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Cassia grandis - L.f.

Common Name Coral shower, Horse Cassia
Family Fabaceae
USDA hardiness 10-12
Known Hazards None known
Habitats Open, brushy or forested hillsides or on thinly forested plains, often about dwellings or along roadsides and in pastures, at elevations below 900 metres[331 ].
Range S. America - Brazil, Bolivia and Peru, north to the Caribbean and through Central America to Mexico.
Edibility Rating    (1 of 5)
Other Uses    (2 of 5)
Weed Potential No
Medicinal Rating    (2 of 5)
Care
Tender Moist Soil Full sun
Cassia grandis Coral shower, Horse Cassia


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Cassia grandis Coral shower, Horse Cassia
wikimedia.org/wiki/User:Haplochromis

 

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Summary

A spectacular flowering tree that displays masses of salmon pink flowers in clusters that open from pinkish mauve buds in spring. It is one of ther first cassia to bloom in the spring. Flowers short lived.


Physical Characteristics

 icon of manicon of lolypop
Cassia grandis is a deciduous Tree growing to 25 m (82ft) by 25 m (82ft) at a fast rate.
It is hardy to zone (UK) 10. The flowers are pollinated by Insects.
It is noted for attracting wildlife.
Suitable for: light (sandy), medium (loamy) and heavy (clay) soils and prefers well-drained soil. Suitable pH: acid, neutral and basic (alkaline) soils. It cannot grow in the shade. It prefers moist soil.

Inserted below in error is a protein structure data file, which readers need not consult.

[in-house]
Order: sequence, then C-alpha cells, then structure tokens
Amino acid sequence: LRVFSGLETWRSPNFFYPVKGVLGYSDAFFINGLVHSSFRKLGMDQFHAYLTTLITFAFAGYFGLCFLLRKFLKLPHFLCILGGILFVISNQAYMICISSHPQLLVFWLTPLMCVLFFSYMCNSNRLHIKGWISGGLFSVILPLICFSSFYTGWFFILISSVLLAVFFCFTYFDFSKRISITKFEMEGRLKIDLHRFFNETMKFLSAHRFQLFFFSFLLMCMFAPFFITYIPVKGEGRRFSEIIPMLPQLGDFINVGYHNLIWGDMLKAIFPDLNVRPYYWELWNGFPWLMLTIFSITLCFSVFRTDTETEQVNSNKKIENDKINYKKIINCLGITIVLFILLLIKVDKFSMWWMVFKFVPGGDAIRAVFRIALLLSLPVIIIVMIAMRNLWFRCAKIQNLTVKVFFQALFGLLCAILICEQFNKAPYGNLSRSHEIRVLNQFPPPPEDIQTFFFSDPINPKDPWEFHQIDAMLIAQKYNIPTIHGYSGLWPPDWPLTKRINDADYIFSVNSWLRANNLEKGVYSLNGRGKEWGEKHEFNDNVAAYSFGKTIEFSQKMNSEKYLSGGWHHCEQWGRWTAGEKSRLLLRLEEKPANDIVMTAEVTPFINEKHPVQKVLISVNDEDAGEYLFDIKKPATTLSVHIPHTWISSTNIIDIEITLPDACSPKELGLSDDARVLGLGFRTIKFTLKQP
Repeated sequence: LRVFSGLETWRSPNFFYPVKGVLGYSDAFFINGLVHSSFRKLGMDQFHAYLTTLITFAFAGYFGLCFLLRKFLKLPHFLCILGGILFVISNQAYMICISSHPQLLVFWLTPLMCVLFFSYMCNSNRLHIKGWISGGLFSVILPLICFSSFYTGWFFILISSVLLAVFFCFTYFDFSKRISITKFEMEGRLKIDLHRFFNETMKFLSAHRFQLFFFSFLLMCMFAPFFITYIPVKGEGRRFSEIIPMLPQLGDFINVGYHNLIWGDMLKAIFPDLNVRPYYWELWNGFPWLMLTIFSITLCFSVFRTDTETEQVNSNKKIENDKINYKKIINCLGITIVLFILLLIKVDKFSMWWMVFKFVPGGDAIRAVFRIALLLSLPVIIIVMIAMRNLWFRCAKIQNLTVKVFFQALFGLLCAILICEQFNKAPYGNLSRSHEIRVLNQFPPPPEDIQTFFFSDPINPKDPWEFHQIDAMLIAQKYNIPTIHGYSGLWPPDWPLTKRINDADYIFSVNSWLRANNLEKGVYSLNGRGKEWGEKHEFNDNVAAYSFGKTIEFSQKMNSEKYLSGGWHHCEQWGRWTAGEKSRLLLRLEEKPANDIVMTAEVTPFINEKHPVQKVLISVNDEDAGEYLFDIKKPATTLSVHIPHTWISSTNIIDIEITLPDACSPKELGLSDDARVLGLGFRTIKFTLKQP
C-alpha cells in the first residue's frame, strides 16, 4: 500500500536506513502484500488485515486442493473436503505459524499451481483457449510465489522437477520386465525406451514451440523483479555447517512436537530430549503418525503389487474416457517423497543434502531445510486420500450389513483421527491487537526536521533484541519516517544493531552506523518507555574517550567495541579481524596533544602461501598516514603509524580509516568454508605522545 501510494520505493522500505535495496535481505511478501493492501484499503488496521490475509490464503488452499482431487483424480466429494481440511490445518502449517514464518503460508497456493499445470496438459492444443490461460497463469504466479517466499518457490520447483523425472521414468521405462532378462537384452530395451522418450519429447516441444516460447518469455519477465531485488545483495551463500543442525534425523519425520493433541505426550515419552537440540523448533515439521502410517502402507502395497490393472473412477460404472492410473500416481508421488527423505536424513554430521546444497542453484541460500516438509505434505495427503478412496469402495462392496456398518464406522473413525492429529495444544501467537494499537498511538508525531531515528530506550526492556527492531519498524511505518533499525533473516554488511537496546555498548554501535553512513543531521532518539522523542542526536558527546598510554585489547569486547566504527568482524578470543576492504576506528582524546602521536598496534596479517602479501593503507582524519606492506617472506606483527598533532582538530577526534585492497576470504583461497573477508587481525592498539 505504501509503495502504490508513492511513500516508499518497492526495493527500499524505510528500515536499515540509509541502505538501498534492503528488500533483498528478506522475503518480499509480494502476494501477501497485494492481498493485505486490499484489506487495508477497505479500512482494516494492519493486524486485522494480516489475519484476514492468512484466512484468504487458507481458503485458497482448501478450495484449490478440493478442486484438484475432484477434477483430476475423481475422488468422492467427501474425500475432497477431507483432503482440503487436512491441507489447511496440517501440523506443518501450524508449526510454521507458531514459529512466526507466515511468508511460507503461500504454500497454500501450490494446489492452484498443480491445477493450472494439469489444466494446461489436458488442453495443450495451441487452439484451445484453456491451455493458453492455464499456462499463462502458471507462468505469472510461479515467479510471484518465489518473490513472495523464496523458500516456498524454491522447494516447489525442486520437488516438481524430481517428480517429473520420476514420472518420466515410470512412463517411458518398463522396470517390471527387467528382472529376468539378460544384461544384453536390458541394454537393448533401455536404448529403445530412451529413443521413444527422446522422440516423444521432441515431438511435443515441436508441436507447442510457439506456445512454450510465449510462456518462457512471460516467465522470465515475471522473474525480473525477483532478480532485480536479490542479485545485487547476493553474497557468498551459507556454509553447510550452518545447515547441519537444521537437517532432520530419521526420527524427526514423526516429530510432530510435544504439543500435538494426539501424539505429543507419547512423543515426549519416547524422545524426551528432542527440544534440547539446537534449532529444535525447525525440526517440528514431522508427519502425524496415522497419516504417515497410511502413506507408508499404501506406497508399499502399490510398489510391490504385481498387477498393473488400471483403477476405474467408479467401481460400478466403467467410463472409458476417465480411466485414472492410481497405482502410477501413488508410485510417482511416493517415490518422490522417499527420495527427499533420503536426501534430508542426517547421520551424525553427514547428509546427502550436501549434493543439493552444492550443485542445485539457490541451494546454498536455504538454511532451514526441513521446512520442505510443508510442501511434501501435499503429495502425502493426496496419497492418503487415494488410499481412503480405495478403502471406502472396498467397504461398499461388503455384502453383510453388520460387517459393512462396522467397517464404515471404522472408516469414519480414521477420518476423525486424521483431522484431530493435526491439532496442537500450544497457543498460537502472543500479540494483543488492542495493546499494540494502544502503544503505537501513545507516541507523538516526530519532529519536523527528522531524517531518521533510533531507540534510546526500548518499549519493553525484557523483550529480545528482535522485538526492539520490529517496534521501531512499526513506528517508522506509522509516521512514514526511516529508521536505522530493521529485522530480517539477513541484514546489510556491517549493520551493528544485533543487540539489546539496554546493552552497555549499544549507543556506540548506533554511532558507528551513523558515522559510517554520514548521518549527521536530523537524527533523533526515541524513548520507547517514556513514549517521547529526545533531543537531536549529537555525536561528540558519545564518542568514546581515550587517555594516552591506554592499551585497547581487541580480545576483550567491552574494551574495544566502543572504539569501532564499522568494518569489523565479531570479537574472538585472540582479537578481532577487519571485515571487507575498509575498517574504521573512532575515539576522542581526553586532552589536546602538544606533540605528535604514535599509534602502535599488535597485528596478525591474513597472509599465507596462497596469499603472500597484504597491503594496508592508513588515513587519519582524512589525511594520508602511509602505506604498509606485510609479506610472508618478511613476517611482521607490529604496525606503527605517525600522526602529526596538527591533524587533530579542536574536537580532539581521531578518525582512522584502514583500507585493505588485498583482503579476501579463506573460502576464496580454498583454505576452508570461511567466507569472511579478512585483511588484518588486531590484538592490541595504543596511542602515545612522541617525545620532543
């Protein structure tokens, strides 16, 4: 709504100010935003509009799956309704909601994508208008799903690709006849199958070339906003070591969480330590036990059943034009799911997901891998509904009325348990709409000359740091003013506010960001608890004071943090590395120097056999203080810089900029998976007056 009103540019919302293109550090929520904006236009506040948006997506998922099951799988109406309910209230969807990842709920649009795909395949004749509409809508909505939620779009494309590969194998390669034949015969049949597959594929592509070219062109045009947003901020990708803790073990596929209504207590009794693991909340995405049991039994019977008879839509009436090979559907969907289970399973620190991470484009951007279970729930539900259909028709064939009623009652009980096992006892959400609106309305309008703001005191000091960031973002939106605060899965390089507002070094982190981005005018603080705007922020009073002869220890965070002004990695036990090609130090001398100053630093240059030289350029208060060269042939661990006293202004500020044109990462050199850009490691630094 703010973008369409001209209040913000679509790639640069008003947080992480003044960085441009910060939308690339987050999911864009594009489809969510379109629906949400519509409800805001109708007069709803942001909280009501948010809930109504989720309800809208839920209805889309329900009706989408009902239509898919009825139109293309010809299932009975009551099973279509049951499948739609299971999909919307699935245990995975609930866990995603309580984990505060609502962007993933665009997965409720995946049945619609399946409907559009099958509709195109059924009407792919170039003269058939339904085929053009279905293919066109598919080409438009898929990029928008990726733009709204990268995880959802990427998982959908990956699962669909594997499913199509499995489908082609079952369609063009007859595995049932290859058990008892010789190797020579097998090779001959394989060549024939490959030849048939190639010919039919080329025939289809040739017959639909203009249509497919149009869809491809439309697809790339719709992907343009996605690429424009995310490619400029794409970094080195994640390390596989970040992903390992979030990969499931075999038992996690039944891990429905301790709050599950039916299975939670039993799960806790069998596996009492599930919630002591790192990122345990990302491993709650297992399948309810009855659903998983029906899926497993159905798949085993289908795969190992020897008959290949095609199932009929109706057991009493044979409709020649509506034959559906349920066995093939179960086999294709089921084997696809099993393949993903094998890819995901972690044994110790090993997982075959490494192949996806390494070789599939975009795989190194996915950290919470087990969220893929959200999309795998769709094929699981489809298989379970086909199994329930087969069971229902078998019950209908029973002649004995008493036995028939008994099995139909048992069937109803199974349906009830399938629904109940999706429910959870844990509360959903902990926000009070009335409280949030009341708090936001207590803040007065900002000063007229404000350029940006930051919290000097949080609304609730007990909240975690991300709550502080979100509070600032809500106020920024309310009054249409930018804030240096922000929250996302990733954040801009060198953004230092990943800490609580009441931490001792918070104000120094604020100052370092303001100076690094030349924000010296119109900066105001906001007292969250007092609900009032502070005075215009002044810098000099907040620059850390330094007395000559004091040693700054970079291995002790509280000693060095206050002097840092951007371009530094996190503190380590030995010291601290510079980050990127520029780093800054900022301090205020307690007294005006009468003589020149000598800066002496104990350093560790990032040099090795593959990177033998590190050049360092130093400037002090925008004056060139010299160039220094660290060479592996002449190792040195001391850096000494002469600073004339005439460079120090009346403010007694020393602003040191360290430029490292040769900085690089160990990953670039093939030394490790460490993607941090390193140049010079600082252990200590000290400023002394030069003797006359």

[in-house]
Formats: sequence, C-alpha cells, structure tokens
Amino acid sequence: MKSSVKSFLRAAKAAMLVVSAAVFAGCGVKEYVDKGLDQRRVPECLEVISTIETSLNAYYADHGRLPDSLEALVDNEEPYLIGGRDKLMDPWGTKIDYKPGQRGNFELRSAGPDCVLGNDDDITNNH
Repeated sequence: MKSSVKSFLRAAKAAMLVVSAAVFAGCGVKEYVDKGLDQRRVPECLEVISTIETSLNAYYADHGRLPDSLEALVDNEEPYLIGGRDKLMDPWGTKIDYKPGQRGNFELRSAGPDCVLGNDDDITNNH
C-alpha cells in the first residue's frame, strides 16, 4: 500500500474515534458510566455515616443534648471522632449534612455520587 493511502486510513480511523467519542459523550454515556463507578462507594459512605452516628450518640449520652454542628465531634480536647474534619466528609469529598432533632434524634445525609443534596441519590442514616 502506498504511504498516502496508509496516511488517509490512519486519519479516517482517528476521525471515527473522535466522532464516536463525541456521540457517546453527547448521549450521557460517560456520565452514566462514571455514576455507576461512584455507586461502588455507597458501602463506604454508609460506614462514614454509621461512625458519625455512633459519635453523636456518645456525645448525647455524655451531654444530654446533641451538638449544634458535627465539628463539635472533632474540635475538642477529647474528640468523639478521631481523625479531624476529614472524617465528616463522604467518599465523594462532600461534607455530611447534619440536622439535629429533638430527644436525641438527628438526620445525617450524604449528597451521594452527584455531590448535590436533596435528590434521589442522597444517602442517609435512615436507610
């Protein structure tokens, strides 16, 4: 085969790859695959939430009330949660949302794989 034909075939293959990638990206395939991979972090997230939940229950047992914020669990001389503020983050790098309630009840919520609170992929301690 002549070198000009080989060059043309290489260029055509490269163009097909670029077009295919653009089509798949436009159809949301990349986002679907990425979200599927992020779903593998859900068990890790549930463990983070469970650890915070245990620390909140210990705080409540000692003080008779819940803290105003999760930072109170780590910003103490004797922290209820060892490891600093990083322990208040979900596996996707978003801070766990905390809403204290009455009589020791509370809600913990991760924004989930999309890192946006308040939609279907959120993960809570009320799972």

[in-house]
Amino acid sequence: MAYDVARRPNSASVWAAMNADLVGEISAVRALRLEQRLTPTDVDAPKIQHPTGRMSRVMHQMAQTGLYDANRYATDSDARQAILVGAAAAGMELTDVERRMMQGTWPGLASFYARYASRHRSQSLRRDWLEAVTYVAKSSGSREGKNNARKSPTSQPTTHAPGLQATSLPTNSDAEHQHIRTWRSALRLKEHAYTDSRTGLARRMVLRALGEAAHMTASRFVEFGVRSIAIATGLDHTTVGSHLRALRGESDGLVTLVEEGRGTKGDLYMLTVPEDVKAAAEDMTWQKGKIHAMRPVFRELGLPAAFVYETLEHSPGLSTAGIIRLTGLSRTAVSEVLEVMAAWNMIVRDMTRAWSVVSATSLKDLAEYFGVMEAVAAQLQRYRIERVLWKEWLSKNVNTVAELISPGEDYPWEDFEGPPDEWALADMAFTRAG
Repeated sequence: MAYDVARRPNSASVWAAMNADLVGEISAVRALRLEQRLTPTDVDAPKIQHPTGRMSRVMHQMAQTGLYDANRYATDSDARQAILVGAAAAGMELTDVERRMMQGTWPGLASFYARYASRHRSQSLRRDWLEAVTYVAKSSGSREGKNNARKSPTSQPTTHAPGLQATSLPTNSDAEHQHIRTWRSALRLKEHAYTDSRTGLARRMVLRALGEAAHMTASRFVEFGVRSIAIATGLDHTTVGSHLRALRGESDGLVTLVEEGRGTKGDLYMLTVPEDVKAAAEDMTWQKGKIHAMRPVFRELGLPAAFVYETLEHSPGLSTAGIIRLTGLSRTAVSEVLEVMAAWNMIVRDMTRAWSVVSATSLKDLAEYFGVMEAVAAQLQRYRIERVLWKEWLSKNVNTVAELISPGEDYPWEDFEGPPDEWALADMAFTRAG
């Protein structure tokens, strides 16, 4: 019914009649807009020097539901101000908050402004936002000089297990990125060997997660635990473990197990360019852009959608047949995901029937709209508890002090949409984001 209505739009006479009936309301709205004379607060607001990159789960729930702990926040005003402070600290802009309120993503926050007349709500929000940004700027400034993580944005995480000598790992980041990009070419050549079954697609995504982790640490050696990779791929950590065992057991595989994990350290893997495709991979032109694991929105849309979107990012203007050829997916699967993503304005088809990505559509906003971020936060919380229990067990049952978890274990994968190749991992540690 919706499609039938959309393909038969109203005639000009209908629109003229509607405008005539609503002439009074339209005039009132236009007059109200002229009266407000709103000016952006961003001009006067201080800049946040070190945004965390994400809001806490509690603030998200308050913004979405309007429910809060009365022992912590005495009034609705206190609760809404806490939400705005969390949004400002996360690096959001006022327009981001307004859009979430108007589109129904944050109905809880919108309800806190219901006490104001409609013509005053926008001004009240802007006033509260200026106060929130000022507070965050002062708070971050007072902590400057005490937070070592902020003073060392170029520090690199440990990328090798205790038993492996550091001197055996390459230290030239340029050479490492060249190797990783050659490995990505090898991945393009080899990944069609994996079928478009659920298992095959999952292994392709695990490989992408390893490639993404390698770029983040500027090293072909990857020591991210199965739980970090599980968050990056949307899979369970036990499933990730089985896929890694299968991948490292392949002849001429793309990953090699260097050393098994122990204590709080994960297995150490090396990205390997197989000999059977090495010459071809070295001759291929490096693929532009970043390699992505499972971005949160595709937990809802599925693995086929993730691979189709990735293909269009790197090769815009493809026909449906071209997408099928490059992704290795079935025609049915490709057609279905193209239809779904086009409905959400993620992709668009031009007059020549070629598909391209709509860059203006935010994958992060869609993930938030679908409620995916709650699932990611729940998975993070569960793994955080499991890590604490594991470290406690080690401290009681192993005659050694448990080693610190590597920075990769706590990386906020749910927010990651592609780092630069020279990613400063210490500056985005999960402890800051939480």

Synonyms

Bactyrilobium grande Hornem. Bactyrilobium molle Schrad. Cassia brasiliana Lam. Cassia brasiliensis Buc'hoz Cassia mollis Vahl Cassia pachycarpa de Wit Cassia regia Standl. Cathartocarpus brasilianus (Lam.) Jacq. Cathartocarpus erubescens Ham. Cathartocarpus grandis (L.f.) Pers.

Habitats

Edible Uses

The pulp surrounding the seeds in the pods is edible. Sugary, but malodorous and has purgative properties if eaten in quantity[301 , 331 ].

Medicinal Uses

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The bitter fruit pulp is used as a laxative and purgative similar to C. fistula and reported to be more powerful[303 , 348 , 739 ]. Drunk with milk, it is said to fight anaemia and add iron to the blood[510 ]. The ripe pods and seeds are also used as a laxative[303 ]. A decoction of the leaves is used as a laxative and in the treatment of lumbago[303 ]. The fresh juice of the leaves is used externally in the treatment of ringworm[303 ]. An ointment made from lard and the crushed leaves is employed commonly in treating cutaneous diseases, especially mange and other skin affections in dogs[331 ].

Other Uses

Agroforestry Uses: A fast-growing tree it can be used as a pioneer species when re-establishing woodland[419 ]. Other Uses: The seeds are a potential commercial source of gums[303 ]. Seed gum can be used as a binder for the pharmaceutical industry[303 ]. The ashes of the wood are employed in soap-making[331 ]. The wood is brownish yellow, rather hard and heavy, coarse-textured and not durable[331 ]. A strong, multipurpose wood, it is used for building construction - mainly for internal finish, agricultural implements etc[303 , 317 , 331 , 419 ]. It is also used for fence posts[317 ]. The wood is used for fuel[303 , 331 ]. An important bee plant.

Cultivation details

Agroforestry Services: Crop shade;  Agroforestry Services: Living fence;  Fodder: Pod;  Management: Standard;  Regional Crop;  Staple Crop: Sugar.